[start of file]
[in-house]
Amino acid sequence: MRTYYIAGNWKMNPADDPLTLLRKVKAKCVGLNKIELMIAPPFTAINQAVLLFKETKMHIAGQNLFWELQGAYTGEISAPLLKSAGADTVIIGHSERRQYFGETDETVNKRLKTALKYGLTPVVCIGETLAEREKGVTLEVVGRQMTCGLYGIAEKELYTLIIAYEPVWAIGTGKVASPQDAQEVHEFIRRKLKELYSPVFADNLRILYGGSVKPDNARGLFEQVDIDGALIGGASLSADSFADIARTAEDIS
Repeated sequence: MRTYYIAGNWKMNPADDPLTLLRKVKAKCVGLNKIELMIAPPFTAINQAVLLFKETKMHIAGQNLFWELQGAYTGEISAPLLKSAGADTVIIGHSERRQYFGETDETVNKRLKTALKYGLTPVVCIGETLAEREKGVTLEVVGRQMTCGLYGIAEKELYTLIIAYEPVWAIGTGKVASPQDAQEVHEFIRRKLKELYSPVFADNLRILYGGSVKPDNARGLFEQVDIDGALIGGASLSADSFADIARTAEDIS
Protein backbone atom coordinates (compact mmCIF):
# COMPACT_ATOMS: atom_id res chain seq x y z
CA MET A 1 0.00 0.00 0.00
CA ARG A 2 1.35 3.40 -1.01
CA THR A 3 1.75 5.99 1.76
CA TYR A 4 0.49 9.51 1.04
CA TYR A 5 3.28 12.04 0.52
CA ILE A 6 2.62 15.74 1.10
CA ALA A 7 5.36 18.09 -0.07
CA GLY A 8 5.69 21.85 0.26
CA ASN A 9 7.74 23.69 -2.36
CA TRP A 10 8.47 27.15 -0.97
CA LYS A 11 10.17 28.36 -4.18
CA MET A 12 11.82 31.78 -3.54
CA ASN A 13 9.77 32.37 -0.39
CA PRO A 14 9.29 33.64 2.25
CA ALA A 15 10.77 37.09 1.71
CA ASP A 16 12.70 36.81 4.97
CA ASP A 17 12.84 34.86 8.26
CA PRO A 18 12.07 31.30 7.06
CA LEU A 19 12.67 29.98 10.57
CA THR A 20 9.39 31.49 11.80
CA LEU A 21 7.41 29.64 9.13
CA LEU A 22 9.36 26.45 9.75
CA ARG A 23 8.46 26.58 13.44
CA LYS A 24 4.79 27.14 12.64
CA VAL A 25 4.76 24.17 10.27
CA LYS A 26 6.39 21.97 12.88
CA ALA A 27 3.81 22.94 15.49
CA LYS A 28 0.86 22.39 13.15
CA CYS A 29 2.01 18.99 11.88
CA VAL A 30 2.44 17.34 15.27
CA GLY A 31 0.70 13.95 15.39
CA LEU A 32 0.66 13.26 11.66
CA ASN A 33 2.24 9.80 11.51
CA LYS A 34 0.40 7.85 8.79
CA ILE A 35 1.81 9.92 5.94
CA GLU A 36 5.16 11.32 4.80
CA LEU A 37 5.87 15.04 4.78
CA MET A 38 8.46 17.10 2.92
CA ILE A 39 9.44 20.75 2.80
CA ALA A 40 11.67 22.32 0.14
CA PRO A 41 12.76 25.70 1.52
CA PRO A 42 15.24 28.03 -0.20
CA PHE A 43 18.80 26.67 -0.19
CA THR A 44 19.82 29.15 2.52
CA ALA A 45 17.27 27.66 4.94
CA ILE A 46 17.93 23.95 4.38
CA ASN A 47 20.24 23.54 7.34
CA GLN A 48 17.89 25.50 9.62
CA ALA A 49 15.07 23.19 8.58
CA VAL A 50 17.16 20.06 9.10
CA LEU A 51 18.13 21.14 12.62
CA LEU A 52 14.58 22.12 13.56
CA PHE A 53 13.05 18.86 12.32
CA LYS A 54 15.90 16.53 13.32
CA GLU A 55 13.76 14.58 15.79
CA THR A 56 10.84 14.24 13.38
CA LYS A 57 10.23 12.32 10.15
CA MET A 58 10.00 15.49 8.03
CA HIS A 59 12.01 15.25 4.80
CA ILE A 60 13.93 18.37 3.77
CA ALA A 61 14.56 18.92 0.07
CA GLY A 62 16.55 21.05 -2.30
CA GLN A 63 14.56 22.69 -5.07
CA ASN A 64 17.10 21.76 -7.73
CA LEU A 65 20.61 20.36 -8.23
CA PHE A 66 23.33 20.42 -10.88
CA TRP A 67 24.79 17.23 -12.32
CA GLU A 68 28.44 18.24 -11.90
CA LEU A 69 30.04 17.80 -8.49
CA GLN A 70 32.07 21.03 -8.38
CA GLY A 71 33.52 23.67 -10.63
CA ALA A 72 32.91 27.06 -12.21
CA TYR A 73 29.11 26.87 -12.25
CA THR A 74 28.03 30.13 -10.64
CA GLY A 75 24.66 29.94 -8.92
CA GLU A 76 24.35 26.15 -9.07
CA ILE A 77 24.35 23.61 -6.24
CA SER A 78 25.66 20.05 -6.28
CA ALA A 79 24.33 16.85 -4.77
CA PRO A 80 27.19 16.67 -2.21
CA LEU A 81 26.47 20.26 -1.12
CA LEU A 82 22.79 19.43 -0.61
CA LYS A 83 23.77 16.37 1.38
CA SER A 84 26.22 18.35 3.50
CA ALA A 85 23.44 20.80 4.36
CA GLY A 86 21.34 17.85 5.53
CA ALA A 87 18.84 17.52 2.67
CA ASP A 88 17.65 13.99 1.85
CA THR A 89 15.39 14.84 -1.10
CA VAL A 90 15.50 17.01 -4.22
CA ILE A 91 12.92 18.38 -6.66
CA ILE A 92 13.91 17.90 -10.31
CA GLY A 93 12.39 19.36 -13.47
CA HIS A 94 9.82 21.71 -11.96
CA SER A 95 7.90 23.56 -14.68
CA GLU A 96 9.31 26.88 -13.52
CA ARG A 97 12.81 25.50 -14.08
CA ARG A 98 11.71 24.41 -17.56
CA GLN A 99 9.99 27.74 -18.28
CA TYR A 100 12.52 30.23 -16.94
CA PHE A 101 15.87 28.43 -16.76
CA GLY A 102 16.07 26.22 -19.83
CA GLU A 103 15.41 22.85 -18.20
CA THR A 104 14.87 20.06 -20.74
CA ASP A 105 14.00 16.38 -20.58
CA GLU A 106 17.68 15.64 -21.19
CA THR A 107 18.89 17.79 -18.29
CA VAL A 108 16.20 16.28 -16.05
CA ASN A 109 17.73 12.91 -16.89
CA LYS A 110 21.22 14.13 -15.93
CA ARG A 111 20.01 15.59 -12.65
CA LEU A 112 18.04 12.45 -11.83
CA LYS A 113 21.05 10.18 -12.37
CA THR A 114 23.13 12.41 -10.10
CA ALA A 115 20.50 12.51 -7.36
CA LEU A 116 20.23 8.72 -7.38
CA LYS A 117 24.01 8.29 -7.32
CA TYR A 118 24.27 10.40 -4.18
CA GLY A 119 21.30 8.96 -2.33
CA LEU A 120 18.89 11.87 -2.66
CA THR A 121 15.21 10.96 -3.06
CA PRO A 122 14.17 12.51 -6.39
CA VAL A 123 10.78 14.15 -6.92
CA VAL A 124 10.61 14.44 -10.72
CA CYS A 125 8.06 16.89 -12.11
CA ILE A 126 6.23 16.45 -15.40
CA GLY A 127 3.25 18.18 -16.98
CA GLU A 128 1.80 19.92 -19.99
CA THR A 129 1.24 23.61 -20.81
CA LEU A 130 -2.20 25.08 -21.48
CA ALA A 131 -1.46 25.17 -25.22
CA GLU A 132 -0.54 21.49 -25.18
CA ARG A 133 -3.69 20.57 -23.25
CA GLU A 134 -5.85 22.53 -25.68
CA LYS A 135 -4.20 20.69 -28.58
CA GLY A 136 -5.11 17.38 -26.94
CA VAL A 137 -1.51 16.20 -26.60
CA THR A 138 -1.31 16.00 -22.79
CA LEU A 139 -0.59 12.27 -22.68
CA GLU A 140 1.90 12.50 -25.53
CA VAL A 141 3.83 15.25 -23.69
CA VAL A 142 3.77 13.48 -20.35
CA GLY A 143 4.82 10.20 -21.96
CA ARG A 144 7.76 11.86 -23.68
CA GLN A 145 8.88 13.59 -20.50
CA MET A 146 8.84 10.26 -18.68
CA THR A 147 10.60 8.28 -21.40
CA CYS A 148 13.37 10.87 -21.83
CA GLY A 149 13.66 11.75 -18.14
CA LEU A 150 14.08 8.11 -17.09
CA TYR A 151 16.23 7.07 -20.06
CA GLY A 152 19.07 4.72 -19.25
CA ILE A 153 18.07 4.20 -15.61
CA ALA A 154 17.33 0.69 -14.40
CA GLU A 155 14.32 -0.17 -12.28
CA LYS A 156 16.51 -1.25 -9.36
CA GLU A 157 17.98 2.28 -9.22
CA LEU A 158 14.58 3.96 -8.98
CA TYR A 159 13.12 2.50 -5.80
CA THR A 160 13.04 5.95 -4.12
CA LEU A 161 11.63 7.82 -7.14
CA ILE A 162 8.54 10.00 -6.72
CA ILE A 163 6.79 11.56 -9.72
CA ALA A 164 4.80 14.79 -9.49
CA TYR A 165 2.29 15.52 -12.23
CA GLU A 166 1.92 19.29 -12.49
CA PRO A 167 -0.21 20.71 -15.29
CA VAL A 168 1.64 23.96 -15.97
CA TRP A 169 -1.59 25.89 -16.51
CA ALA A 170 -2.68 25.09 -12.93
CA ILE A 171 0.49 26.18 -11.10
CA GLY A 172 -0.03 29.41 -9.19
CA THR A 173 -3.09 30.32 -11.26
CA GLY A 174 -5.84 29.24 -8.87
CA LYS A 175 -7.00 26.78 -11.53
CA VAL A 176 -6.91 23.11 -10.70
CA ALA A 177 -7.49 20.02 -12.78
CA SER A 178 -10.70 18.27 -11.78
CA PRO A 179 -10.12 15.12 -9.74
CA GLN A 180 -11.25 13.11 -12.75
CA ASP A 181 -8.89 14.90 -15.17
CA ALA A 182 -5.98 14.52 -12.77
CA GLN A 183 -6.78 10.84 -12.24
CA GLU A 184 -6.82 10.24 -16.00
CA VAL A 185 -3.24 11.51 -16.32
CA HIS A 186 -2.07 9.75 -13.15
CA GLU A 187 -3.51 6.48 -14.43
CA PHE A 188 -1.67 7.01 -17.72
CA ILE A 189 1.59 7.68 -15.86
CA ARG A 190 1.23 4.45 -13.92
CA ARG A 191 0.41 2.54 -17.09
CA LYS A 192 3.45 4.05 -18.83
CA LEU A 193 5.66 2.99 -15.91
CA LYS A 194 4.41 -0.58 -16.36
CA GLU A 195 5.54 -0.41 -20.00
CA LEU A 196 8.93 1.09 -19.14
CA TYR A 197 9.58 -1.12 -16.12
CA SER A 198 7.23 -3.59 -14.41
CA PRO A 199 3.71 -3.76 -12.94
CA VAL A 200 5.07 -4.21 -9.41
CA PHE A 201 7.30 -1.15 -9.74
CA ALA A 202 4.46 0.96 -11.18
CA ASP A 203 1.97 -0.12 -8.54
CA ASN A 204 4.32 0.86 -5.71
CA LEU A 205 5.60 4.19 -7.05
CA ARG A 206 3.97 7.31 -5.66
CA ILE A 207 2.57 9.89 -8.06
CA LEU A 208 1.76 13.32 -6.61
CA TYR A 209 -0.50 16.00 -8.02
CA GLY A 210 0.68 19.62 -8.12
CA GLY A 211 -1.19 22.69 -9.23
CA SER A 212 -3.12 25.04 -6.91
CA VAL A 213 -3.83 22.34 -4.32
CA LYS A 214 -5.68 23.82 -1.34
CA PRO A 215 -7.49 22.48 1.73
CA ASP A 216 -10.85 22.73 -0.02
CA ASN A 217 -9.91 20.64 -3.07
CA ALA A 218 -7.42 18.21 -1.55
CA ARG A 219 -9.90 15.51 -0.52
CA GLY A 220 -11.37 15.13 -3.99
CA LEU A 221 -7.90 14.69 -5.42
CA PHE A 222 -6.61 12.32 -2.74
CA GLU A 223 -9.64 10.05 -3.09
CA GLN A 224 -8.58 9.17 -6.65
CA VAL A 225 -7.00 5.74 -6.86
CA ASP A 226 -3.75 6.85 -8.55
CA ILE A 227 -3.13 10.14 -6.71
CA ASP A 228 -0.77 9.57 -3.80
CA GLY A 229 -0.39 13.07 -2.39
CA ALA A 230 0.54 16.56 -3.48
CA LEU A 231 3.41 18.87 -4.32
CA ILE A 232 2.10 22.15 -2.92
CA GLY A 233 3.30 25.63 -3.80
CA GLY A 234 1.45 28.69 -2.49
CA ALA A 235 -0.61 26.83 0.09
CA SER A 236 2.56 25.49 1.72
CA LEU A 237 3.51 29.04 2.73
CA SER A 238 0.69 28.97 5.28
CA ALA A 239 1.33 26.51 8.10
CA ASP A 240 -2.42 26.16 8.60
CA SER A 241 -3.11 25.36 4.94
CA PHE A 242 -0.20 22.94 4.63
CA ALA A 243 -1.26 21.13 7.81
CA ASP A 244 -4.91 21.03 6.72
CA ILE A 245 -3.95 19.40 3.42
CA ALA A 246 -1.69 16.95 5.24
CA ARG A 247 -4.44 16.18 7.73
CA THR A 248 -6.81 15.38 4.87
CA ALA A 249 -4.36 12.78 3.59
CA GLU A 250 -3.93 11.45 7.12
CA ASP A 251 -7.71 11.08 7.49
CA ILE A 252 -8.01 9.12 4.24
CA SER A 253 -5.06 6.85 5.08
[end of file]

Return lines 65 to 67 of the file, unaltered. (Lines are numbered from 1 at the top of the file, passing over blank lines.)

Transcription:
CA ILE A 60 13.93 18.37 3.77
CA ALA A 61 14.56 18.92 0.07
CA GLY A 62 16.55 21.05 -2.30